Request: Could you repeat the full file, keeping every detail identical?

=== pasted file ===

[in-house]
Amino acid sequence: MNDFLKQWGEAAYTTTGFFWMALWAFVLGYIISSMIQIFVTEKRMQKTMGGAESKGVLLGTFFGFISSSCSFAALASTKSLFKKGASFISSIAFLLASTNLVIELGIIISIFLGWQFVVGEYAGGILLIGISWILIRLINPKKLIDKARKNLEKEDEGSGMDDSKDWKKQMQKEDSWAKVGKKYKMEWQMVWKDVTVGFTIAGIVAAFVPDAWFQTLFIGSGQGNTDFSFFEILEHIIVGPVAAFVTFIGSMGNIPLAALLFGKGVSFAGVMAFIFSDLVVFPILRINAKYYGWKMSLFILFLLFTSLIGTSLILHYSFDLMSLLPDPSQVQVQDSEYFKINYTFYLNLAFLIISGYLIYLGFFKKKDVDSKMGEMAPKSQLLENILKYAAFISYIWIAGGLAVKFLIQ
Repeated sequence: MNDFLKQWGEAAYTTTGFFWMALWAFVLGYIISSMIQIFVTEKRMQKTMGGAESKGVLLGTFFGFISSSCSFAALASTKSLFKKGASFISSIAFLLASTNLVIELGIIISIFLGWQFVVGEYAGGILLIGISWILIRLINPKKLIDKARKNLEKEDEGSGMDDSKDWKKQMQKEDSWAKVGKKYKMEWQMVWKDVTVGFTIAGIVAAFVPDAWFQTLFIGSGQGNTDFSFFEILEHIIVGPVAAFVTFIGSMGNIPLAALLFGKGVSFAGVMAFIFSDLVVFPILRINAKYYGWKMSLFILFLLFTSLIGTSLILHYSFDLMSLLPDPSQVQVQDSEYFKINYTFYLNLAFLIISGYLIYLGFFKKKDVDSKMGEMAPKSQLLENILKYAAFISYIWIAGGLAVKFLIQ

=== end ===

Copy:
[in-house]
Amino acid sequence: MNDFLKQWGEAAYTTTGFFWMALWAFVLGYIISSMIQIFVTEKRMQKTMGGAESKGVLLGTFFGFISSSCSFAALASTKSLFKKGASFISSIAFLLASTNLVIELGIIISIFLGWQFVVGEYAGGILLIGISWILIRLINPKKLIDKARKNLEKEDEGSGMDDSKDWKKQMQKEDSWAKVGKKYKMEWQMVWKDVTVGFTIAGIVAAFVPDAWFQTLFIGSGQGNTDFSFFEILEHIIVGPVAAFVTFIGSMGNIPLAALLFGKGVSFAGVMAFIFSDLVVFPILRINAKYYGWKMSLFILFLLFTSLIGTSLILHYSFDLMSLLPDPSQVQVQDSEYFKINYTFYLNLAFLIISGYLIYLGFFKKKDVDSKMGEMAPKSQLLENILKYAAFISYIWIAGGLAVKFLIQ
Repeated sequence: MNDFLKQWGEAAYTTTGFFWMALWAFVLGYIISSMIQIFVTEKRMQKTMGGAESKGVLLGTFFGFISSSCSFAALASTKSLFKKGASFISSIAFLLASTNLVIELGIIISIFLGWQFVVGEYAGGILLIGISWILIRLINPKKLIDKARKNLEKEDEGSGMDDSKDWKKQMQKEDSWAKVGKKYKMEWQMVWKDVTVGFTIAGIVAAFVPDAWFQTLFIGSGQGNTDFSFFEILEHIIVGPVAAFVTFIGSMGNIPLAALLFGKGVSFAGVMAFIFSDLVVFPILRINAKYYGWKMSLFILFLLFTSLIGTSLILHYSFDLMSLLPDPSQVQVQDSEYFKINYTFYLNLAFLIISGYLIYLGFFKKKDVDSKMGEMAPKSQLLENILKYAAFISYIWIAGGLAVKFLIQ